A Producer Responds To News A Teacher Has Been Jailed For Screening THE ABCs OF DEATH

Founder and Editor; Toronto, Canada (@AnarchistTodd)
A Producer Responds To News A Teacher Has Been Jailed For Screening THE ABCs OF DEATH
I'll be honest. When I first heard that substitute teacher Sheila Kearns was facing criminal charges for showing anthology horror project The ABCs Of Death - a project on which I am an associate producer - my response was one of curious incredulity.

That a 58 year old substitute teacher even know about this film was somewhat surprising, for one thing, and that she'd be foolish enough to show it multiple classes of high school students was surprising on a whole different level.

The film's a lot of things, but educational? That's a stretch. But, really, the big reaction came from the prospect of legal consequences? They can't be serious, can they? Do the courts really have nothing better to do than press criminal charges against a woman for showing a film that premiered in one of the world's largest and most prestigious film festivals (The Toronto International Film Festival) and is widely available in shops, on iTunes and VOD services around the world? Well, apparently not, given that late yesterday word came down that Kearns is facing a 90 day jail term for showing the film.

I'm conflicted on this on a number of levels.

First of all, as a producer I'm proud of the film. When the project was conceived we envisioned something that would give creators complete creative freedom and we delivered that. Some chose to be transgressive and push the envelope of good taste. Some delivered bitingly funny pieces of comedy. Some delivered pieces that are strangely beautiful. And some delivered pieces that, frankly, individual producers didn't care for all that much but the mandate was freedom for creators and we treasured that above all else and so they all went in.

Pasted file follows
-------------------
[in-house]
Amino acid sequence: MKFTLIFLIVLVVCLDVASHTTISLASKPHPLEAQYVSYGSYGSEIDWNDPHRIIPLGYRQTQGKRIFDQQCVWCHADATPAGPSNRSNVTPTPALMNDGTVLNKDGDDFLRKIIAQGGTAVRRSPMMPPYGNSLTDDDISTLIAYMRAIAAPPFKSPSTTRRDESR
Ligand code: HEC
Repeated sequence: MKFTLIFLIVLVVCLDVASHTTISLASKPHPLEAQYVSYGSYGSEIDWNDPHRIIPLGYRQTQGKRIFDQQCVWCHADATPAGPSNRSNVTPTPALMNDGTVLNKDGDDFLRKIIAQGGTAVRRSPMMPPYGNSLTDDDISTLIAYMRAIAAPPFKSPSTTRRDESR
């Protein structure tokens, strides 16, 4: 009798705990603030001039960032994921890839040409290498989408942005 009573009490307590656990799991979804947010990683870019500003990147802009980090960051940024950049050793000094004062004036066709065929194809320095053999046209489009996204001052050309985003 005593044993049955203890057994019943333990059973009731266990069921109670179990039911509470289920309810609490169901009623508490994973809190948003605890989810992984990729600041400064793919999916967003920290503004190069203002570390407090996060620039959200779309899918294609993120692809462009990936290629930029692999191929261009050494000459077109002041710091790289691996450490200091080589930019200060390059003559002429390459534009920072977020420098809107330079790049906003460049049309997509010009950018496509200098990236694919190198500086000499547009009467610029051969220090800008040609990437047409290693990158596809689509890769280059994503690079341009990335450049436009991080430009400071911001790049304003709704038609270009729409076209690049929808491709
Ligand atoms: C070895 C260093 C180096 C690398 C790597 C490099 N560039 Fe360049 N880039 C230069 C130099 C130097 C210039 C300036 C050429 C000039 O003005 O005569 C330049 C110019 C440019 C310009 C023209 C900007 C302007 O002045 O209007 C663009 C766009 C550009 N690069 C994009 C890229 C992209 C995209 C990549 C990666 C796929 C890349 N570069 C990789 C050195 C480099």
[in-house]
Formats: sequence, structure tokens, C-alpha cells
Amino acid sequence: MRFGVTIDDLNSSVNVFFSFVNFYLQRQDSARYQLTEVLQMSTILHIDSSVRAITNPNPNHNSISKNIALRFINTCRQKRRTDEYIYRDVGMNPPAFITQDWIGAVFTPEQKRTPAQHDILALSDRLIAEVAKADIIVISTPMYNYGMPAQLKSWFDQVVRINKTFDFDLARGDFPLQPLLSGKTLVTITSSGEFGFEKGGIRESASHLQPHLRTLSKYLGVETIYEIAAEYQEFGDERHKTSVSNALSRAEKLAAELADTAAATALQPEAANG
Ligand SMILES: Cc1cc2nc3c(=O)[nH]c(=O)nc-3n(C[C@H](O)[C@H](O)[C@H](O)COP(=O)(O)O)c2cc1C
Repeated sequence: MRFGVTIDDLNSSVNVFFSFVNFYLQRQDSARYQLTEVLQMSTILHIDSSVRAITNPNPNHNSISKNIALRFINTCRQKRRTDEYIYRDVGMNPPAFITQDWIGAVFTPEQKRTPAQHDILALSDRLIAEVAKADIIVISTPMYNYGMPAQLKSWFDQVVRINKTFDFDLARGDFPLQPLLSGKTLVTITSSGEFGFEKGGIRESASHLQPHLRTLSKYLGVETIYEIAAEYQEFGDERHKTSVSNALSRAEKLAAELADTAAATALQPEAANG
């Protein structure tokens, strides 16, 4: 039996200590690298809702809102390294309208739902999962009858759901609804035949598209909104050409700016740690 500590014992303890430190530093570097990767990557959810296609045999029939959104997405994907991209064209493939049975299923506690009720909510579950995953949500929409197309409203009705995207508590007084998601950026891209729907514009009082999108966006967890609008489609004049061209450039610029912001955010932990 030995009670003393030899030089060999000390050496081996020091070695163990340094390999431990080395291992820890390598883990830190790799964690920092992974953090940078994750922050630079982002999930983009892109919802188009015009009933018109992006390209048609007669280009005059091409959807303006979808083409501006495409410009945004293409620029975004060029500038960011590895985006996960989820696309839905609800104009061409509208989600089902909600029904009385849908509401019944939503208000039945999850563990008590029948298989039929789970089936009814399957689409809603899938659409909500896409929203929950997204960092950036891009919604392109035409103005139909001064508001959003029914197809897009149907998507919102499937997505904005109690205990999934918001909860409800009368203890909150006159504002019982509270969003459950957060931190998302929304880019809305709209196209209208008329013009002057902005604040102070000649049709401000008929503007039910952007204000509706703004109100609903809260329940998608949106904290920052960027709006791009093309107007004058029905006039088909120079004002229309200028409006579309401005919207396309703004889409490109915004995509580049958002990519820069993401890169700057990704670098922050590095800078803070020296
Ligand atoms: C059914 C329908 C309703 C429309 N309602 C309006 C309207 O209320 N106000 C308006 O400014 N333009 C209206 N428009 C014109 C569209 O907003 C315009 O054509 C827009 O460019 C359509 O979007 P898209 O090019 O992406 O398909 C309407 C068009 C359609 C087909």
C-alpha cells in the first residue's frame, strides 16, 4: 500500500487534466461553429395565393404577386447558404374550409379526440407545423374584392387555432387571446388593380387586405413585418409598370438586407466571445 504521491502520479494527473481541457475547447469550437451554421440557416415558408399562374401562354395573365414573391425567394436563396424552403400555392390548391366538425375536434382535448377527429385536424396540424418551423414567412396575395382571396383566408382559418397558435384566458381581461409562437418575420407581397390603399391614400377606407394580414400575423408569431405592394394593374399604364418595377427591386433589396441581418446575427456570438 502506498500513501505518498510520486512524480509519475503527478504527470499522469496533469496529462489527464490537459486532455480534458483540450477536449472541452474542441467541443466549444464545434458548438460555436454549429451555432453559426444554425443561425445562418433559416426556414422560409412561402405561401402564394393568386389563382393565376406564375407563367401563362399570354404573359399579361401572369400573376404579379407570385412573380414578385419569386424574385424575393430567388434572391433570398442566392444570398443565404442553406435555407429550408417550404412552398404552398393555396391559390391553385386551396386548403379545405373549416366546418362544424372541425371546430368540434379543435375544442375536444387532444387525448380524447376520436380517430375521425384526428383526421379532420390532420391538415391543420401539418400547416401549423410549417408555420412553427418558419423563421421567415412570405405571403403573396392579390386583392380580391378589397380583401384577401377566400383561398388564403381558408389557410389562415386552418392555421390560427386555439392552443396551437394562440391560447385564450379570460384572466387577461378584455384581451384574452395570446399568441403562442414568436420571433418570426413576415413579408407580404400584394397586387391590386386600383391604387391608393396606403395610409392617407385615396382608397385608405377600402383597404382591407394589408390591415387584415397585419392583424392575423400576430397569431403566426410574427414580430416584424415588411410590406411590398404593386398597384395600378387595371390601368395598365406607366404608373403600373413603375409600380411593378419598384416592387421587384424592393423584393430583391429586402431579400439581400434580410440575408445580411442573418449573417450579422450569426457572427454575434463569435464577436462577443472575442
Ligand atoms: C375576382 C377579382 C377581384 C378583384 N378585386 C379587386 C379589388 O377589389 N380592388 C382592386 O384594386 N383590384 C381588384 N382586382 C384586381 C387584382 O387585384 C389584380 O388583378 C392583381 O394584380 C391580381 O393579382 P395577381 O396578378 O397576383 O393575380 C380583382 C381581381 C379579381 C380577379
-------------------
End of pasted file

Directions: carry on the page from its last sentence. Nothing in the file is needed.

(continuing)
The result is a big, chaotic mess - inevitable when you give 26 directors total control over their own work - but exactly the sort of mess that we hoped to make, and something that was widely embraced by festivals and audiences around the globe.

That said, I'm also a parent to two children - a nearly 14 year old boy and a 9 year old girl. And these children will never see this film by my doing, not by my hand and / or not until they are significantly older. It was not made for them and is not appropriate for them.

This is why we have ratings boards - the film is rated R here in Canada, and absolutely correctly so - and those guidelines should have been respected. That Kearns didn't recognize that she was doing something out of line - and wildly so - is baffling. Outrageously so given that she showed the film to multiple classes throughout the day and then tried to base her defense on not knowing what was in the film.

Parents SHOULD be outraged by Kearns behaviour here. The film wasn't made for school viewing and should never have been shown there. As a parent, I would have been every bit as angry as the parents of Kearns' students had this film been shown to my children without my advance knowledge and approval and I am personally in full support of Kearns being fired for doing so. It's a monumental and phenomenal lapse of judgement.

But jail time? Really? That's just insane. Kearns did something stupid, not something criminal. In a world where those convicted of assault and other serious, violent crimes often never see the inside of a cell this woman is going to spend ninety days there for showing students a film that any one of them could have legally rented or purchased on their own? That's madness.

This case just strikes me as failure compounding failure, with Kearns' original failure of judgement being compounded by an even more egregious failure in the courts. I'm amazed it wasn't thrown out before it got to the judge and doubly so that the judge didn't have the good sense to throw it out the moment it got there. Remember that old 'two wrongs' saying? That very much applies.
Screen Anarchy logo
Do you feel this content is inappropriate or infringes upon your rights? Click here to report it, or see our DMCA policy.
abcs of deathjailsheila kearns

More about ABCs of Death

Around the Internet